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Is there is a way to reduce the length of a string
using String encoding algorithm.

Unfortunately "Huffman coding" is not a solution for my case. I am searching for a coding algorithm which takes a string and generate a string which is shorter than the original string(input).

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You can base64 encode the data produced by Huffman coding. Not sure whether it is shorter, but it will produce a printable string. –  nhahtdh Jun 18 '12 at 4:33
    
What is your string??? Did you mean to compress? –  Manjoor Jun 18 '12 at 4:34
    
@Manjoor Yes i need some kind of compress –  Keshan De Silva Jun 18 '12 at 4:42
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3 Answers

Hopefully this answers your intended question. There is a library, smaz which compresses short English strings efficiently. Perhaps luckily for you, it actually encodes the string. If your strings aren't English, the general method used by smaz (a static dictionary) can be used with other compressors.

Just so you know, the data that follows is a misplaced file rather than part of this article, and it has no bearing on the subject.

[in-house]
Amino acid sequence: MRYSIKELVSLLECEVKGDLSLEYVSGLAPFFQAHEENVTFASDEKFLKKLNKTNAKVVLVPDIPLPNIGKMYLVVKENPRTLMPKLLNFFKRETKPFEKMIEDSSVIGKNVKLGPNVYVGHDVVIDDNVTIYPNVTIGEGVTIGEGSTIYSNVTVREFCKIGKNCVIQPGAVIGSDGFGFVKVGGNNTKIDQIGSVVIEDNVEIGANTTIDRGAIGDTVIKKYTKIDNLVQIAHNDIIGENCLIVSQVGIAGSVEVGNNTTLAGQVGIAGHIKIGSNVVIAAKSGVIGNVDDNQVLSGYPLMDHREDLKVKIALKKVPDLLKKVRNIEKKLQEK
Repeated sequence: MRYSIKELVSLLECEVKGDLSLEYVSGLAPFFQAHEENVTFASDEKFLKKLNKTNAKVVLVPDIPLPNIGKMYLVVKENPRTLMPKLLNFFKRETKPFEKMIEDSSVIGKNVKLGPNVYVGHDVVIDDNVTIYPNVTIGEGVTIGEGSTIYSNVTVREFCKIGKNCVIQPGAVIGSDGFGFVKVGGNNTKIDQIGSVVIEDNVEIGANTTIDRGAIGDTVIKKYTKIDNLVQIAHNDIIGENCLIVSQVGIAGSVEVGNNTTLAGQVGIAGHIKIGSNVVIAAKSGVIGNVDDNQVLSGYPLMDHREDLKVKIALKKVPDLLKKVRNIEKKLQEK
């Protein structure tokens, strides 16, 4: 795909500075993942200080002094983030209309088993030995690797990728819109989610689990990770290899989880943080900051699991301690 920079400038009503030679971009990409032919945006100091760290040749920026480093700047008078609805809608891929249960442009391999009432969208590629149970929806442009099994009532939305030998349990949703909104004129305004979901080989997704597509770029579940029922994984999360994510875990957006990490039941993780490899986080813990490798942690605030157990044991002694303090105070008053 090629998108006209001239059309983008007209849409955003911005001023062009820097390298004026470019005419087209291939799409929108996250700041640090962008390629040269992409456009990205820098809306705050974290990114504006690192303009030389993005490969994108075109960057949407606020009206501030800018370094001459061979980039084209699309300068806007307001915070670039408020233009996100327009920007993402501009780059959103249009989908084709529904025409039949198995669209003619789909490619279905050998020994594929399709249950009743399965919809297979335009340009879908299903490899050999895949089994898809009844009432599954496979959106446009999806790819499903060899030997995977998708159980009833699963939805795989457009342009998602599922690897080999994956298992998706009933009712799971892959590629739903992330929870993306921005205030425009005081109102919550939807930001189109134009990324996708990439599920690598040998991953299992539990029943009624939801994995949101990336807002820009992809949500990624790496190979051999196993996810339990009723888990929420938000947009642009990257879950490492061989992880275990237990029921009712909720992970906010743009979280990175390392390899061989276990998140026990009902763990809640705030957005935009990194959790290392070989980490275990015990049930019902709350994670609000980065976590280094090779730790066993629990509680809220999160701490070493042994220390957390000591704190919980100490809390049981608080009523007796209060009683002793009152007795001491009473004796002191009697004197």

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Thank you for the information. This library may be suitable for my case. But the implementation is in C. I am searching for a Java and/or c# implementation. –  Keshan De Silva Jun 18 '12 at 8:14
    
@KeshanDeSilva It's a very small program, you should be able to convert it by hand pretty easily. Good luck! –  U2EF1 Jul 25 '12 at 3:08
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See "English Text compression test". In the article you will find almost all possible algorithms to compress an english text. May be some of them could satisfy your requirements.

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There is no way to shorten an arbitrary string, just as there is no general compression method that works in all cases. So what you need to do is pick a compression method that apples to your expected inputs and use that. Then you just need to convert the results back to a string.

In case you were merely wondering how to convert the results back to a string, there are again any number of ways. Base64 is easy and works well enough. However, it has a 25% overhead compared to a pure binary encoded string.

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Actually, I believe Base64 has ~33% overhead. –  oldrinb Jun 23 '12 at 5:26
    
Sorry, you're right. The overhead is 33% of the original string and 25% of the encoded string. –  Antimony Jun 24 '12 at 4:51
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